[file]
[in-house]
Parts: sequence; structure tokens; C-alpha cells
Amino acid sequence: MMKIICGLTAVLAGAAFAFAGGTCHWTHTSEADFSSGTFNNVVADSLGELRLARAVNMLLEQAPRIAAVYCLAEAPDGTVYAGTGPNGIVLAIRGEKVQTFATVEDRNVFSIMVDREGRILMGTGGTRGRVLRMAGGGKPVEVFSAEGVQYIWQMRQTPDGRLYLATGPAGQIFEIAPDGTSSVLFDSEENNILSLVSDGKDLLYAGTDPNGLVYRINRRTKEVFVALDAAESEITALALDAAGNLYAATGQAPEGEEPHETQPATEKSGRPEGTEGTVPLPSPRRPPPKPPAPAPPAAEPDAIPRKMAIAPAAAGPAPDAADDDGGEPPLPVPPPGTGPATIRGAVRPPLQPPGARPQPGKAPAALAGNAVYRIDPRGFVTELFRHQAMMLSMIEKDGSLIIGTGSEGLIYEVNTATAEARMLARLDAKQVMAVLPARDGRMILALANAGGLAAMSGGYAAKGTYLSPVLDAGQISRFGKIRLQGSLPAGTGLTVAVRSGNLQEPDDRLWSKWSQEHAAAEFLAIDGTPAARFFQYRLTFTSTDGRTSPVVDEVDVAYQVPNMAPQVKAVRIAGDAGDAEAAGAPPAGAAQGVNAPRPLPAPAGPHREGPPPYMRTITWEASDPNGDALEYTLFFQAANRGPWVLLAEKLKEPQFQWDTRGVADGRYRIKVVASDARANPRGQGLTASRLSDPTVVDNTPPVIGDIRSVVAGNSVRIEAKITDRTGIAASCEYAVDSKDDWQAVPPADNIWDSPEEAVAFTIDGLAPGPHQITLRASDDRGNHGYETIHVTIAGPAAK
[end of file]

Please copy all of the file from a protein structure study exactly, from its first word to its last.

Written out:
[in-house]
Parts: sequence; structure tokens; C-alpha cells
Amino acid sequence: MMKIICGLTAVLAGAAFAFAGGTCHWTHTSEADFSSGTFNNVVADSLGELRLARAVNMLLEQAPRIAAVYCLAEAPDGTVYAGTGPNGIVLAIRGEKVQTFATVEDRNVFSIMVDREGRILMGTGGTRGRVLRMAGGGKPVEVFSAEGVQYIWQMRQTPDGRLYLATGPAGQIFEIAPDGTSSVLFDSEENNILSLVSDGKDLLYAGTDPNGLVYRINRRTKEVFVALDAAESEITALALDAAGNLYAATGQAPEGEEPHETQPATEKSGRPEGTEGTVPLPSPRRPPPKPPAPAPPAAEPDAIPRKMAIAPAAAGPAPDAADDDGGEPPLPVPPPGTGPATIRGAVRPPLQPPGARPQPGKAPAALAGNAVYRIDPRGFVTELFRHQAMMLSMIEKDGSLIIGTGSEGLIYEVNTATAEARMLARLDAKQVMAVLPARDGRMILALANAGGLAAMSGGYAAKGTYLSPVLDAGQISRFGKIRLQGSLPAGTGLTVAVRSGNLQEPDDRLWSKWSQEHAAAEFLAIDGTPAARFFQYRLTFTSTDGRTSPVVDEVDVAYQVPNMAPQVKAVRIAGDAGDAEAAGAPPAGAAQGVNAPRPLPAPAGPHREGPPPYMRTITWEASDPNGDALEYTLFFQAANRGPWVLLAEKLKEPQFQWDTRGVADGRYRIKVVASDARANPRGQGLTASRLSDPTVVDNTPPVIGDIRSVVAGNSVRIEAKITDRTGIAASCEYAVDSKDDWQAVPPADNIWDSPEEAVAFTIDGLAPGPHQITLRASDDRGNHGYETIHVTIAGPAAK